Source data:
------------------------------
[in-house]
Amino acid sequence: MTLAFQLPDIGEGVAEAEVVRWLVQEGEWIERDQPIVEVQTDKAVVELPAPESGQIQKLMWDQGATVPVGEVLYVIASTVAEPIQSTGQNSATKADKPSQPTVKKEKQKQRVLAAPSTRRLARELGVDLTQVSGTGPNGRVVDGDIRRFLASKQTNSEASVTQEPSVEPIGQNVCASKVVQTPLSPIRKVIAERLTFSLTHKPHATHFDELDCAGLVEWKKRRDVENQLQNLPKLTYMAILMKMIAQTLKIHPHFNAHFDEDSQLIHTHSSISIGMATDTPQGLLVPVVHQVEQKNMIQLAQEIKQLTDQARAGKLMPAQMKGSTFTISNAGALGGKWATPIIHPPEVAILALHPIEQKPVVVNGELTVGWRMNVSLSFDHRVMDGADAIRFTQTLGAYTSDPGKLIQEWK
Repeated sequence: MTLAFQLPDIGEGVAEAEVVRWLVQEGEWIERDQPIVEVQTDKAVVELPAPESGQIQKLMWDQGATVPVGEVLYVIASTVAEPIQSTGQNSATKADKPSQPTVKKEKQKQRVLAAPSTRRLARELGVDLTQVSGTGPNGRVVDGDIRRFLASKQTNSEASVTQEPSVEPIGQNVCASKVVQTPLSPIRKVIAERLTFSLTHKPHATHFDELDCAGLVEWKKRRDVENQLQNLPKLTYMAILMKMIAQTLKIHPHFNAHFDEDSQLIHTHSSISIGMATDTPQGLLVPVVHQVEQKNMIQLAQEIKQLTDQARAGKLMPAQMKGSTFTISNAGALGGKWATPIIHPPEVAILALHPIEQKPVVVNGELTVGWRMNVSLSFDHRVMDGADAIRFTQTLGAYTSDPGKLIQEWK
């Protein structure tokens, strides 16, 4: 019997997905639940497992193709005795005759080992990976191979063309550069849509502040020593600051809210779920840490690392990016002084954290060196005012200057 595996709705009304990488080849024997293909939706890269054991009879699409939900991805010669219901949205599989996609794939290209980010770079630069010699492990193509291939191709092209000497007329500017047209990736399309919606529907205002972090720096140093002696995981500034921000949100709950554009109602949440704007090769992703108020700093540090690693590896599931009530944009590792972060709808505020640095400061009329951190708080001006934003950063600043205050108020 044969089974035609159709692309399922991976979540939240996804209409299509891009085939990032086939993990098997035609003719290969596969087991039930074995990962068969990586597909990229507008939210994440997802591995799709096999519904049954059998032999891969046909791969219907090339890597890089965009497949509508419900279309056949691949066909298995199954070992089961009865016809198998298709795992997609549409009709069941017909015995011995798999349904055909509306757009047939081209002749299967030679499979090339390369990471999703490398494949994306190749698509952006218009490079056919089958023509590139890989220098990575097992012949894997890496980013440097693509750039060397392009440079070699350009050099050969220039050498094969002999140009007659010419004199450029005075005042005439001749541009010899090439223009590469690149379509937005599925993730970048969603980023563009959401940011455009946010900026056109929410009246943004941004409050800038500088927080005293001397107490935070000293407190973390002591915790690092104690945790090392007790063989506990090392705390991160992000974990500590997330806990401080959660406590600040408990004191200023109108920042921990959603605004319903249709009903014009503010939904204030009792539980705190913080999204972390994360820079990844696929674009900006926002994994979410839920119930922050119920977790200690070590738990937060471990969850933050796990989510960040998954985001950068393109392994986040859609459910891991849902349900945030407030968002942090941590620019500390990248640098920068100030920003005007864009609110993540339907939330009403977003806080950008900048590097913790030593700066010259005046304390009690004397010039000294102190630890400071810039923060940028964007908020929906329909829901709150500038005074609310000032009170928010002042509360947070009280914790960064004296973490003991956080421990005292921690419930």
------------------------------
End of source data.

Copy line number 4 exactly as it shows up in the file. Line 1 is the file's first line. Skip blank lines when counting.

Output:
């Protein structure tokens, strides 16, 4: 019997997905639940497992193709005795005759080992990976191979063309550069849509502040020593600051809210779920840490690392990016002084954290060196005012200057 595996709705009304990488080849024997293909939706890269054991009879699409939900991805010669219901949205599989996609794939290209980010770079630069010699492990193509291939191709092209000497007329500017047209990736399309919606529907205002972090720096140093002696995981500034921000949100709950554009109602949440704007090769992703108020700093540090690693590896599931009530944009590792972060709808505020640095400061009329951190708080001006934003950063600043205050108020 044969089974035609159709692309399922991976979540939240996804209409299509891009085939990032086939993990098997035609003719290969596969087991039930074995990962068969990586597909990229507008939210994440997802591995799709096999519904049954059998032999891969046909791969219907090339890597890089965009497949509508419900279309056949691949066909298995199954070992089961009865016809198998298709795992997609549409009709069941017909015995011995798999349904055909509306757009047939081209002749299967030679499979090339390369990471999703490398494949994306190749698509952006218009490079056919089958023509590139890989220098990575097992012949894997890496980013440097693509750039060397392009440079070699350009050099050969220039050498094969002999140009007659010419004199450029005075005042005439001749541009010899090439223009590469690149379509937005599925993730970048969603980023563009959401940011455009946010900026056109929410009246943004941004409050800038500088927080005293001397107490935070000293407190973390002591915790690092104690945790090392007790063989506990090392705390991160992000974990500590997330806990401080959660406590600040408990004191200023109108920042921990959603605004319903249709009903014009503010939904204030009792539980705190913080999204972390994360820079990844696929674009900006926002994994979410839920119930922050119920977790200690070590738990937060471990969850933050796990989510960040998954985001950068393109392994986040859609459910891991849902349900945030407030968002942090941590620019500390990248640098920068100030920003005007864009609110993540339907939330009403977003806080950008900048590097913790030593700066010259005046304390009690004397010039000294102190630890400071810039923060940028964007908020929906329909829901709150500038005074609310000032009170928010002042509360947070009280914790960064004296973490003991956080421990005292921690419930």